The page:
By PUBLIC WATCHDOG
On Monday, our political leadership across the divide converged not only in one location at the Kenyatta International Conference Centre, but in reflection as Kenyans.
It was an appropriate hour for each leader to individually engage in self-reflection as well as collectively in a sombre mood away from the hitherto perpetually rising political temperatures.
Why and how? First, today is the second day of the official three-day period of mourning — with our National Flag flying at half-mast in honour of our departed leaders following last Sunday’s tragic aircraft accident.
The crash dispossessed Kenya and its people of two hard-working and principled leaders — Internal Security Minister George Saitoti and Assistant Minister Orwa Ojodeh — two pilots and two bodyguards.
It occurred in what is now a strange coincidence on the day and nearly to the hour and proximity of a similar fate that befell another two leaders, Cabinet minister Kipkalya Kones and Assistant minister Lorna Laboso.
Secondly, in another twist of what was certainly a dark weekend for our country, several Kenyans were killed and scores injured when a building under construction in Mlolongo area of Nairobi collapsed on Saturday.
At the time of writing this column, at least eight bodies had been removed while further recovery efforts were continuing in what can be characterised as a desperate affair.
At the outset, Public Watchdog dedicates this column for reflection and prayer, and hastens to convey heartfelt condolences to the families of the departed and the Kenyan people at large for the horrendous loss, with prayers that the Almighty God bequeaths strength, healing, peace and tranquillity to our Nation as well as its people.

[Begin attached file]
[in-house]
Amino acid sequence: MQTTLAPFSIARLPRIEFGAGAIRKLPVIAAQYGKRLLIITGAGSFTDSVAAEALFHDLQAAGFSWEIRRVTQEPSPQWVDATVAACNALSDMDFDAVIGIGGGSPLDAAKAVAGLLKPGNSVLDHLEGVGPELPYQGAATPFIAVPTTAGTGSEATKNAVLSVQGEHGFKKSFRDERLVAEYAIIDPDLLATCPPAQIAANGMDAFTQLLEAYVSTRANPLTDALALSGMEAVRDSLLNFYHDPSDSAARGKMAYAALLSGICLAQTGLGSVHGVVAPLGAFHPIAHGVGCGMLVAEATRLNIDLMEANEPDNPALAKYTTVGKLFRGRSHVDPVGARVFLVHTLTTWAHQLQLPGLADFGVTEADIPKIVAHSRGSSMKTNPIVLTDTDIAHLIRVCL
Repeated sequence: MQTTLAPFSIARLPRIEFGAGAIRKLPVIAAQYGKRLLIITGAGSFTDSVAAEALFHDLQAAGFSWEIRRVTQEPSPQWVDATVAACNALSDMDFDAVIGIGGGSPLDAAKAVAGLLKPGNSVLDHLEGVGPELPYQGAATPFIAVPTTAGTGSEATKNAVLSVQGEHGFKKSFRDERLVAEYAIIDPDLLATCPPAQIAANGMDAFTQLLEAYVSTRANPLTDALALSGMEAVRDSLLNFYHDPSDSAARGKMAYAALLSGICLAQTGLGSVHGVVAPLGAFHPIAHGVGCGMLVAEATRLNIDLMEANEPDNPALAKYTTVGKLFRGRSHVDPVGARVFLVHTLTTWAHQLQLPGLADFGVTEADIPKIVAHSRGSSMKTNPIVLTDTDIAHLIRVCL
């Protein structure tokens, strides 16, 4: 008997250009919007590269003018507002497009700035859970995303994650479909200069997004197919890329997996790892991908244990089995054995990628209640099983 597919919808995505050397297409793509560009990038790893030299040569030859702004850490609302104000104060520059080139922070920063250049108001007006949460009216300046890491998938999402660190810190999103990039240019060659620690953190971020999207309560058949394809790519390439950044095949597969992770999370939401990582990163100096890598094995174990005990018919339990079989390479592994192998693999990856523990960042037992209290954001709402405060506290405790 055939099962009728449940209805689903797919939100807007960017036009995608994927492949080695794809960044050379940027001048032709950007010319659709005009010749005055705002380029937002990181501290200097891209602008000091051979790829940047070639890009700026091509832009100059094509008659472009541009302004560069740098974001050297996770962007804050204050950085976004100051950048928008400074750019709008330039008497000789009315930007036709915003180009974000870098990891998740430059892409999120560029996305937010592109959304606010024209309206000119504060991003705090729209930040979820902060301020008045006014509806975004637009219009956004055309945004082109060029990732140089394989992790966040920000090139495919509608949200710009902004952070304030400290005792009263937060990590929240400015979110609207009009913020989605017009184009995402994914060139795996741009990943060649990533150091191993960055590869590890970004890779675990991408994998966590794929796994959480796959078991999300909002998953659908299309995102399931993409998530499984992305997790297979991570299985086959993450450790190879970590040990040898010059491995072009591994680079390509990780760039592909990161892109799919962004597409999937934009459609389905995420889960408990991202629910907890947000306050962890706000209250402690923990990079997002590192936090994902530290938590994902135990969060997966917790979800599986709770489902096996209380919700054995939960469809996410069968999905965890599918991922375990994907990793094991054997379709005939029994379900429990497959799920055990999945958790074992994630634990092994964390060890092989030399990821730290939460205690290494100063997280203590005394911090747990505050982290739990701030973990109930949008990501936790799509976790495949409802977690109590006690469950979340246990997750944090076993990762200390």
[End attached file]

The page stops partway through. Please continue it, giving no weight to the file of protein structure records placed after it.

Again, we welcome a thorough and independent investigation into the cause of the tragic crash and whose findings must be made public — not kept away as has happened to many other probe findings.
Thirdly, in the latter case, Public Watchdog expresses serious concern over what has turned into rampant cases of collapsing buildings while under construction.
In the recent past, a major building collapsed in Nairobi’s Westlands area and another one in Bungoma, in what is becoming a regular occurrence.
Yes, immediately after such incidents, authorities and professional bodies talk tough with no tangible action being taken to reverse course.
But the underlying reasons behind this malaise remain professional negligence, corruption and impunity that reigns supreme, where developers apply money influence to cut corners and compromise construction standards, including using sub-standard materials or neglecting professional advice.